are founded on a view that what is taught and learned is a social, historical, political and economic (as well as a pedagogical) act, and that these are crucial framing and contextual facets of the work of teaching and learning that must be reflected upon and acted upon by teachers themselves. (Smyth, 1996, p.42)

Critical educators are therefore concerned with transforming teaching and learning, not simply by making technical changes to teaching, but by understanding the wider forces operating to shape and influence their work, and acting upon those understandings, to encourage transformative learning (Clarke, J., 2002).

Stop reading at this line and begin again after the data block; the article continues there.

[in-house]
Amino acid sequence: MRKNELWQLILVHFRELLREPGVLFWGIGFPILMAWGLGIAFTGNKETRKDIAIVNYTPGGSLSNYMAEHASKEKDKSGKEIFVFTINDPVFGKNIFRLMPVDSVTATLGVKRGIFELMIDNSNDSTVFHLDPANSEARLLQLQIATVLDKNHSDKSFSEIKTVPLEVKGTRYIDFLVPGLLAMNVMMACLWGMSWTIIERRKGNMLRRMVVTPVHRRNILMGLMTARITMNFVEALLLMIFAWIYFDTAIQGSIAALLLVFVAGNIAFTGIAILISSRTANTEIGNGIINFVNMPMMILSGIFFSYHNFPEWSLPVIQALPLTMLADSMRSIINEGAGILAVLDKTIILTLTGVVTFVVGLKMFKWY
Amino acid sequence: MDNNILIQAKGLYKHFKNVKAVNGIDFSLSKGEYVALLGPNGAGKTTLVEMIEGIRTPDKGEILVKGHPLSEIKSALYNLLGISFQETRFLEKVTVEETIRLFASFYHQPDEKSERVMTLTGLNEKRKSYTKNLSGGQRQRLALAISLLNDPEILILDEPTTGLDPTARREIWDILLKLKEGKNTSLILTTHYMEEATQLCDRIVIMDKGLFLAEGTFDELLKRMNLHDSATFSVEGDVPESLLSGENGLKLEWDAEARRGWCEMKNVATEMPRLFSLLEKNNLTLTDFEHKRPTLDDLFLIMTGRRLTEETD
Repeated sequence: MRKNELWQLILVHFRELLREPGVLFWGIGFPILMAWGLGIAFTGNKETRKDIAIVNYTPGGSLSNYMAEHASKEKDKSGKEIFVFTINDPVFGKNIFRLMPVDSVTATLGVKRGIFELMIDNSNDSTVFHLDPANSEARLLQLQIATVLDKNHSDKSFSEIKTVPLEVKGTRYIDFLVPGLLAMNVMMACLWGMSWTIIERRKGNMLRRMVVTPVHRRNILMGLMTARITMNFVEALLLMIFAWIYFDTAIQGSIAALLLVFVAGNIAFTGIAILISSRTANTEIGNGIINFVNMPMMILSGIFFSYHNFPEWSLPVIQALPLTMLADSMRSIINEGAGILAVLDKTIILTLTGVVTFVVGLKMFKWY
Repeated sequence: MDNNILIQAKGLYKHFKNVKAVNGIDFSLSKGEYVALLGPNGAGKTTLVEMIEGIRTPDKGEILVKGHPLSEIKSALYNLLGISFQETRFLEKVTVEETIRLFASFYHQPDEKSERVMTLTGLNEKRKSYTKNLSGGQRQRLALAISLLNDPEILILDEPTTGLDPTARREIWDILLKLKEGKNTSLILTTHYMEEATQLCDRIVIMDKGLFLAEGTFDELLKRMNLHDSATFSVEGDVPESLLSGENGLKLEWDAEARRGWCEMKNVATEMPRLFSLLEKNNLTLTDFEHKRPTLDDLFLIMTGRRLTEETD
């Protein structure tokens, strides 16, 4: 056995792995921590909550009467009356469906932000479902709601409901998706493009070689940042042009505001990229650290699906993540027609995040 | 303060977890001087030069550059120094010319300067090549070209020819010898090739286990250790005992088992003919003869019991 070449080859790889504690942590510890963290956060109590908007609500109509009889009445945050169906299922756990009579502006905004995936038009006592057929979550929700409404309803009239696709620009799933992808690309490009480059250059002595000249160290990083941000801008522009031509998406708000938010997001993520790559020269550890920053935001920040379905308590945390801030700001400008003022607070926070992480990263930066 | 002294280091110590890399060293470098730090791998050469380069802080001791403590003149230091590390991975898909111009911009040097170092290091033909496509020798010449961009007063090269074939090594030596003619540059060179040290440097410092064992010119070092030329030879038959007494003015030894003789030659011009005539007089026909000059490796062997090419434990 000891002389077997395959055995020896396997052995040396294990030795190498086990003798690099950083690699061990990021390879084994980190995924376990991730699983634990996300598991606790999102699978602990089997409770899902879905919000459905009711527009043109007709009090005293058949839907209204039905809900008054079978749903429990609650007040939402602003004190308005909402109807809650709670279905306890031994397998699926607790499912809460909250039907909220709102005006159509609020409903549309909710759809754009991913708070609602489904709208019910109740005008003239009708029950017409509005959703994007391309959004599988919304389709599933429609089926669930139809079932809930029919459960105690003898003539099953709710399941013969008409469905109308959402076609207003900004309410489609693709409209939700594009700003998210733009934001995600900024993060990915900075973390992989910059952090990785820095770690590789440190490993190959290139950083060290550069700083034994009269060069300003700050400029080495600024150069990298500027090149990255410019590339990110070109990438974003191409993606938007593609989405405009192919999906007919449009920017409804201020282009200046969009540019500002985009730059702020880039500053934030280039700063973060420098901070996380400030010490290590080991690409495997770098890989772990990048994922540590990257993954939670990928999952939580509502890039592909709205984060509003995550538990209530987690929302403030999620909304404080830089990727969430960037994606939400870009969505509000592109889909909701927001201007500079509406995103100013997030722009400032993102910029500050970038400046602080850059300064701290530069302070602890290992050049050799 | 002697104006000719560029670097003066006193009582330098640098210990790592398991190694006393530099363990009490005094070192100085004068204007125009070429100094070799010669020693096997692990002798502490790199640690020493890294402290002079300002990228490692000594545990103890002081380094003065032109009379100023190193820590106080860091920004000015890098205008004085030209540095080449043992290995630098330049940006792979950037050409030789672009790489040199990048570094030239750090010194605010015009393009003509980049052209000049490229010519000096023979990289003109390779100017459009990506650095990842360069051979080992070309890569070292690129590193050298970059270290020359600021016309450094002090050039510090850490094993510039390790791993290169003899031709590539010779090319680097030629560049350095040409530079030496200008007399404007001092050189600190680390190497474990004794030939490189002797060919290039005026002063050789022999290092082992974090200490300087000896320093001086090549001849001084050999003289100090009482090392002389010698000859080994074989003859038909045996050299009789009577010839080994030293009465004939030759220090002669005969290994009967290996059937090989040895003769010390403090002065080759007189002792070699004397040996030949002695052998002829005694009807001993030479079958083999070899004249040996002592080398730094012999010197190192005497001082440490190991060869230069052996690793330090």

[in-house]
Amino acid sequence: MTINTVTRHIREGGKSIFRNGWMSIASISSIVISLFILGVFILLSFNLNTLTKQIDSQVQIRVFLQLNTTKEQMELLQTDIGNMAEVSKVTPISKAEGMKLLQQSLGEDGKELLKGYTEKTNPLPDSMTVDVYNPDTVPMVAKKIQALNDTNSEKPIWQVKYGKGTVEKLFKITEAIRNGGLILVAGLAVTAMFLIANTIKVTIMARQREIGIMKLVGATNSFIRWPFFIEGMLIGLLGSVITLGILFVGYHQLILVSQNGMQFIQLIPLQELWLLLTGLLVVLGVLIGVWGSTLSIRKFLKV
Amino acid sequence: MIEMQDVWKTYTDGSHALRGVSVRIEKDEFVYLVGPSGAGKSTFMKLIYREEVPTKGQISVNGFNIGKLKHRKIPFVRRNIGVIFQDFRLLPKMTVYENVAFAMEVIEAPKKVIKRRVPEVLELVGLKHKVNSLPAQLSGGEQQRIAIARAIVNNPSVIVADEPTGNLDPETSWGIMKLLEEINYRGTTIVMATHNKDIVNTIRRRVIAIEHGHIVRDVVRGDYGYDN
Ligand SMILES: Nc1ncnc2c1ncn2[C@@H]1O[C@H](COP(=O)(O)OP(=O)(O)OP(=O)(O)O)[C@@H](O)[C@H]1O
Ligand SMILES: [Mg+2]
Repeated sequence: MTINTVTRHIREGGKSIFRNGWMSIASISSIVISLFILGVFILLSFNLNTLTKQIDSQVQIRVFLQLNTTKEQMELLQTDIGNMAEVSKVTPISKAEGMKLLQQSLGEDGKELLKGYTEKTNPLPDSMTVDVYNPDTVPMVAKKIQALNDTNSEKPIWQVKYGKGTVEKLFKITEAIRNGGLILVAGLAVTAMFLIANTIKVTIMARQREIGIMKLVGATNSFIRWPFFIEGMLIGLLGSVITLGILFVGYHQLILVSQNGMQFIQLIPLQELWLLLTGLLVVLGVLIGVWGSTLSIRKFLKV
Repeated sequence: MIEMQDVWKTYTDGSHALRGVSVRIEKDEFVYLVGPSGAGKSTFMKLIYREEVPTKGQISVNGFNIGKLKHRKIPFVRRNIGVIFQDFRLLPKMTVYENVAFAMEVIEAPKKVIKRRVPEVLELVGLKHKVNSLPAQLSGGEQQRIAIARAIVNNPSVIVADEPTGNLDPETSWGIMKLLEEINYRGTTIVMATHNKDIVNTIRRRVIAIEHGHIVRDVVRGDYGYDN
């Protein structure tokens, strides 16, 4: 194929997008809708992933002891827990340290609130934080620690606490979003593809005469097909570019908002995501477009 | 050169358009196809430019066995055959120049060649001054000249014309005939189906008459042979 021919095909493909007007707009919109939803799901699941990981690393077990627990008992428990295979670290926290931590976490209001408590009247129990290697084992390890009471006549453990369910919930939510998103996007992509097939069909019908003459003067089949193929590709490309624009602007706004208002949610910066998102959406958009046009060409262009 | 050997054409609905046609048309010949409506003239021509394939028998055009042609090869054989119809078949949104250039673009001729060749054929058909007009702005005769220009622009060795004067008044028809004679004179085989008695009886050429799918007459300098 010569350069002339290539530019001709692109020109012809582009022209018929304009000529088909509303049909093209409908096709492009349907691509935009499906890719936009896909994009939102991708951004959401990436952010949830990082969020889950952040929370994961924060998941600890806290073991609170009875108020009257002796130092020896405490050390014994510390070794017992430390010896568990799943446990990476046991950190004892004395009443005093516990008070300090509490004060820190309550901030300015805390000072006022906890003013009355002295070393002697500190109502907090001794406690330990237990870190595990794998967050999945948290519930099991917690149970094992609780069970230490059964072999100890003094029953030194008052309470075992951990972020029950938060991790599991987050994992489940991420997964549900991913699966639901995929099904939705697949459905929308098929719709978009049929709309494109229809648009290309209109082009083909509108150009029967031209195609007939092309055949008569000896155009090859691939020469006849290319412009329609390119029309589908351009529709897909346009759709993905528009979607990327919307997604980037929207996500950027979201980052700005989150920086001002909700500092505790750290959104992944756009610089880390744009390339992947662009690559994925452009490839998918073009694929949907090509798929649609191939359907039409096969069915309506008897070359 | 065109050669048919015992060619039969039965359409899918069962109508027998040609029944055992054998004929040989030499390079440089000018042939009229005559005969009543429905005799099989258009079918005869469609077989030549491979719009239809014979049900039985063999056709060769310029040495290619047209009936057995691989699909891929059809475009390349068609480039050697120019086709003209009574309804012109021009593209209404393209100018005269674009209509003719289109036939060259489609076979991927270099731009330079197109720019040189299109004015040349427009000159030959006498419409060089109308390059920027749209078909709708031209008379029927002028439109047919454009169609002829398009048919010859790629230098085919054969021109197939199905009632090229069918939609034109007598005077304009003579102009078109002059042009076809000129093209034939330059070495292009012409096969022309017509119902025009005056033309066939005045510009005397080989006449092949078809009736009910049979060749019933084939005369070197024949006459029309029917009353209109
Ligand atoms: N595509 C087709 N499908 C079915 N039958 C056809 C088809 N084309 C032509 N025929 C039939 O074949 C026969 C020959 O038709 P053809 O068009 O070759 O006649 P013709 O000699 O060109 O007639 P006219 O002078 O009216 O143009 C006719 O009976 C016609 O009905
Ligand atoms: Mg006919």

Whilst critical educators share a common interest in exposing structural power relations, and seeking opportunities for human agency, feminist writers in particular voice concerns about critical pedagogy (see for example, Ellsworth, 1992; Gore, 1992; Luke, 1992; Ryan, 2001; Clarke, J., 2002). They argue that forms of critical pedagogy based on neo-marxist theories which fail to take adequate account of different standpoints such as gender and race, may leave students and teachers feeling disempowered, rather than enabled to develop critical understandings of the world. They believe that this is because much work is built on masculinist concepts of what counts as ‘really useful knowledge’, which does not acknowledge its roots in a male conceptualisation of the world (Luke, 1992; Clarke, J., 2002). It can of course be argued that these tensions are present not only within neo-marxist approaches, but may also be found in those that take gender or race as their central focus. What the feminist writers cited above discuss, is how to problematise the standpoints adopted and provide spaces in which difference is not only acknowledged but valued.